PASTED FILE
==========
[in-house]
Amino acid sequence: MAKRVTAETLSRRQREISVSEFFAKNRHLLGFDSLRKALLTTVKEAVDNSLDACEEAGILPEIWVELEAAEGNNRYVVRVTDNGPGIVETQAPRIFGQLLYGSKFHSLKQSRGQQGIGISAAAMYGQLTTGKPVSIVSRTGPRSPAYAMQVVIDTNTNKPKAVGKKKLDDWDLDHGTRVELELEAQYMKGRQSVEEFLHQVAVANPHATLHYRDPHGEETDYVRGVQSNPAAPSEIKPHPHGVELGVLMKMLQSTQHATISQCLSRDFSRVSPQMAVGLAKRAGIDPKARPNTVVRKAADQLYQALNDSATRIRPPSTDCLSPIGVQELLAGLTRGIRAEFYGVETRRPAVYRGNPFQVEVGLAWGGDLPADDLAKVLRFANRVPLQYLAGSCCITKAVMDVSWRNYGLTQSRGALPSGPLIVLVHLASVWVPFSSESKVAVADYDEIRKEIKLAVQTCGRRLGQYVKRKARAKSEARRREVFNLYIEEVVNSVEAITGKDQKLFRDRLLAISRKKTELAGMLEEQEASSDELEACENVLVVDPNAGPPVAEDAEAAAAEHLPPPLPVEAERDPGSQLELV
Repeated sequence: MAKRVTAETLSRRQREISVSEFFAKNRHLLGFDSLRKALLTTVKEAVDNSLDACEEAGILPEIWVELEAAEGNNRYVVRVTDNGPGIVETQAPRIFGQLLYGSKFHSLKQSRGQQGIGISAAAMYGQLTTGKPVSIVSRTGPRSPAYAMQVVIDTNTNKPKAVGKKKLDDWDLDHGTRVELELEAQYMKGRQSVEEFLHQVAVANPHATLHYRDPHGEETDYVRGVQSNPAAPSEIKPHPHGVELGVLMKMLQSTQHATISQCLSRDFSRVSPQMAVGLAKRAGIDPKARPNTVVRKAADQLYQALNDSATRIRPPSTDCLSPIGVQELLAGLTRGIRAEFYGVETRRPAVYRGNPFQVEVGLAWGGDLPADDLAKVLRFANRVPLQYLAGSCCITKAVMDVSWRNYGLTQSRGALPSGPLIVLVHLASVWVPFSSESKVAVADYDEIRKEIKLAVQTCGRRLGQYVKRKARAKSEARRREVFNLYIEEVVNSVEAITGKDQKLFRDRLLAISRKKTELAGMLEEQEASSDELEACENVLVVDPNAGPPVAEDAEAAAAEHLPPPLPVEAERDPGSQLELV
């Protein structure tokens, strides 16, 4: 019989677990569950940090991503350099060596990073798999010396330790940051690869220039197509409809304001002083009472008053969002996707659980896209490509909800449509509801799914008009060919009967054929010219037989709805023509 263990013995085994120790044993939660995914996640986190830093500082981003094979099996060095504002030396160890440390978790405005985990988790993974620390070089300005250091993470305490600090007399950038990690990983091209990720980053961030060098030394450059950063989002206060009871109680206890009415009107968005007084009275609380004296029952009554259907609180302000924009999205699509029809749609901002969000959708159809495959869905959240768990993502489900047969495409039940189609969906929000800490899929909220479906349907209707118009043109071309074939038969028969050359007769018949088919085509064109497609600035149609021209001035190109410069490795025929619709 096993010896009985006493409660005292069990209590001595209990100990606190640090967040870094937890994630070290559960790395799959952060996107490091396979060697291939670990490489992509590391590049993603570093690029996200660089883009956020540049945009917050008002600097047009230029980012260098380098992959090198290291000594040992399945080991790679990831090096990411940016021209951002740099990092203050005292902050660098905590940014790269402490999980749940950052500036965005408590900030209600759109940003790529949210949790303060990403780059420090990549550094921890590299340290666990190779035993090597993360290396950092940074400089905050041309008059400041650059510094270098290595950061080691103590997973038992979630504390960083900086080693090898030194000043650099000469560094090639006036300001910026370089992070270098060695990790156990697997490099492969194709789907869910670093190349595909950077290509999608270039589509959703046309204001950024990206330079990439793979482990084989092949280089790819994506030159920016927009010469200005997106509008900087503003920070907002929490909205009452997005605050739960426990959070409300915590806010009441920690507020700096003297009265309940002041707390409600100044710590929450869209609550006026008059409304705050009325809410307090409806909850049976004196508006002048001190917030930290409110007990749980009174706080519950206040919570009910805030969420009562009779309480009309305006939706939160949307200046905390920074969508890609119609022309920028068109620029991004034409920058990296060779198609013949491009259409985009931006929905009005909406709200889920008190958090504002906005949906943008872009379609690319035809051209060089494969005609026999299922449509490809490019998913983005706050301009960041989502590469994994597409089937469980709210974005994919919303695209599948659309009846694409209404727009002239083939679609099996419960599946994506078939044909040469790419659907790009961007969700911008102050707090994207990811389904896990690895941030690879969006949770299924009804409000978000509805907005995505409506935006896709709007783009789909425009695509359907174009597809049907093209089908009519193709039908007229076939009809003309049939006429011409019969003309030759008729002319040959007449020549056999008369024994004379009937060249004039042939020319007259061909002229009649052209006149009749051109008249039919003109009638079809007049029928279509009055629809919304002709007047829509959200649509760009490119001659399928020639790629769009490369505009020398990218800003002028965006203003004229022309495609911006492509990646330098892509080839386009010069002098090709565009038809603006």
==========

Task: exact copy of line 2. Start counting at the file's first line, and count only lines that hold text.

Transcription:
Amino acid sequence: MAKRVTAETLSRRQREISVSEFFAKNRHLLGFDSLRKALLTTVKEAVDNSLDACEEAGILPEIWVELEAAEGNNRYVVRVTDNGPGIVETQAPRIFGQLLYGSKFHSLKQSRGQQGIGISAAAMYGQLTTGKPVSIVSRTGPRSPAYAMQVVIDTNTNKPKAVGKKKLDDWDLDHGTRVELELEAQYMKGRQSVEEFLHQVAVANPHATLHYRDPHGEETDYVRGVQSNPAAPSEIKPHPHGVELGVLMKMLQSTQHATISQCLSRDFSRVSPQMAVGLAKRAGIDPKARPNTVVRKAADQLYQALNDSATRIRPPSTDCLSPIGVQELLAGLTRGIRAEFYGVETRRPAVYRGNPFQVEVGLAWGGDLPADDLAKVLRFANRVPLQYLAGSCCITKAVMDVSWRNYGLTQSRGALPSGPLIVLVHLASVWVPFSSESKVAVADYDEIRKEIKLAVQTCGRRLGQYVKRKARAKSEARRREVFNLYIEEVVNSVEAITGKDQKLFRDRLLAISRKKTELAGMLEEQEASSDELEACENVLVVDPNAGPPVAEDAEAAAAEHLPPPLPVEAERDPGSQLELV